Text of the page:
• Static conditions, such as limb loss

Many conditions that cause disability are invisible diseases—conditions with symptoms not visible to others.The physical symptoms of rheumatoid arthritis, such as joint pain, stiffness, and swelling, and persistent fatigue, are invisible.

The impairments caused by rheumatoid arthritis can be both visible and invisible. Joint damage might be visible and evident in the hands and fingers, for example. But the effect on the quality of life cannot be seen and impacts many areas of a person’s life, including their work life, social life, and family life.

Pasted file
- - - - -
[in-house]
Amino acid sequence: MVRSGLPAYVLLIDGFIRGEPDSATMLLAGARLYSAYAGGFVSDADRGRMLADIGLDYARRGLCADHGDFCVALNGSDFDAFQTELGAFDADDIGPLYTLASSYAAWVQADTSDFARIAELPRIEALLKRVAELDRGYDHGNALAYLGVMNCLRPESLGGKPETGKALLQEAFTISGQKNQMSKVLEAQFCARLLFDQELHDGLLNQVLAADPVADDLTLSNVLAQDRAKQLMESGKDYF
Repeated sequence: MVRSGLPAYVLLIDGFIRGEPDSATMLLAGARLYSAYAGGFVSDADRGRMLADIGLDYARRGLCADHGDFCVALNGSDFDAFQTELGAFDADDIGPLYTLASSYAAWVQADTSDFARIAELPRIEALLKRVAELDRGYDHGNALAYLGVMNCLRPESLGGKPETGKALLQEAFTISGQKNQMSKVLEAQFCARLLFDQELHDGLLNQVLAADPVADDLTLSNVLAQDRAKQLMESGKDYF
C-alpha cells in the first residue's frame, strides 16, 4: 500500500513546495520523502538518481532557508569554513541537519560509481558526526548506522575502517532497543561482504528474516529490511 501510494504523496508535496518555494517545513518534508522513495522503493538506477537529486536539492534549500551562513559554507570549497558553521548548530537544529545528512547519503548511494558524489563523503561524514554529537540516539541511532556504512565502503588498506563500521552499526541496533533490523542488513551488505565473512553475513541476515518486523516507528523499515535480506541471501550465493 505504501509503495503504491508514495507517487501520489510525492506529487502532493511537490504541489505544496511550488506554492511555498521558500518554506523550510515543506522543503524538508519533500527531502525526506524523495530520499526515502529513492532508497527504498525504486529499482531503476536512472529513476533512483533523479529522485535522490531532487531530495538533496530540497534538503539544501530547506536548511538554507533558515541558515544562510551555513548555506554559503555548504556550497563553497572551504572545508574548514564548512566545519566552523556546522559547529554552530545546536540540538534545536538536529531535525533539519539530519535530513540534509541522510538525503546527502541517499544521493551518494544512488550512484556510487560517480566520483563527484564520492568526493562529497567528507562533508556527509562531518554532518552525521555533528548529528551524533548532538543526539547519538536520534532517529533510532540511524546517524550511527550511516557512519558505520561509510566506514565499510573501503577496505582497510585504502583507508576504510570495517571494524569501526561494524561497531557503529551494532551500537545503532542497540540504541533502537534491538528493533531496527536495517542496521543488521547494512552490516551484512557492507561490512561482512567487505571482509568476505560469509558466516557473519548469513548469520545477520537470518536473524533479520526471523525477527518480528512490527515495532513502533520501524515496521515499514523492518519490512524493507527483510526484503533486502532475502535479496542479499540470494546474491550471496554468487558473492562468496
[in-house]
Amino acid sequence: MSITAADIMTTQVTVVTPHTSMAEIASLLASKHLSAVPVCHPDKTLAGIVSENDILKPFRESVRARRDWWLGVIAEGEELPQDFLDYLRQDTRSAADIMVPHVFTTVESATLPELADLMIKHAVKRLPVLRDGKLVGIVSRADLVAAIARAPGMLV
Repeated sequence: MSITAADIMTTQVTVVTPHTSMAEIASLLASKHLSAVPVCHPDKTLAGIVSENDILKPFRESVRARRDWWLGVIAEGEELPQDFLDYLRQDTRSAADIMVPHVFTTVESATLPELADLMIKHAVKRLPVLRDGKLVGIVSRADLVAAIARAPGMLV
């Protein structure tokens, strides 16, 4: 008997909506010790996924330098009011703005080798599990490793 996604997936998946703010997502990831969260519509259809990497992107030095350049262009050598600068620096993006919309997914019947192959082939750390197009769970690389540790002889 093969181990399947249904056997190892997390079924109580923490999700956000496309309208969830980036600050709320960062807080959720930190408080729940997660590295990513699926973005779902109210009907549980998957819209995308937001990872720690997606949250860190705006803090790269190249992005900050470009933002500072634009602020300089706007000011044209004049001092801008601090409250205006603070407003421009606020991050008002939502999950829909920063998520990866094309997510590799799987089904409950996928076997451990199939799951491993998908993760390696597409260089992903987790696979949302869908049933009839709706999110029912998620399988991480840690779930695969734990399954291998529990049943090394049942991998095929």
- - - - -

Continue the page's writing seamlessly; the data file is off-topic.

(Video) New Rules for Winning Rheumatoid Arthritis Social Security Disability Claims

How RA Affects Physical Function

Rheumatoid arthritis causes inflammation throughout the body, which may eventually limit the joints, cause persistent swelling, and severe pain. Sometimes, RA can be severe enough to limit the ability to stand, walk, pull, lift, carry, reach, and sit for long periods.

It may even make it harder to perform self-care activities like bathing, dressing, and grooming. It may also affect your mobility—the ability to move about freely and easily. Functional impairment and disability in RA are major problems for people with the condition.

A populated-based group study reported in 2018 by the Annals of the Rheumatic Diseases found the prevalence of patient-reported functional disability was 26% in people with RA in the initial study phase and 11% percent in people without the disease. The discrepancy between the two groups continued for almost 20 years of follow-up.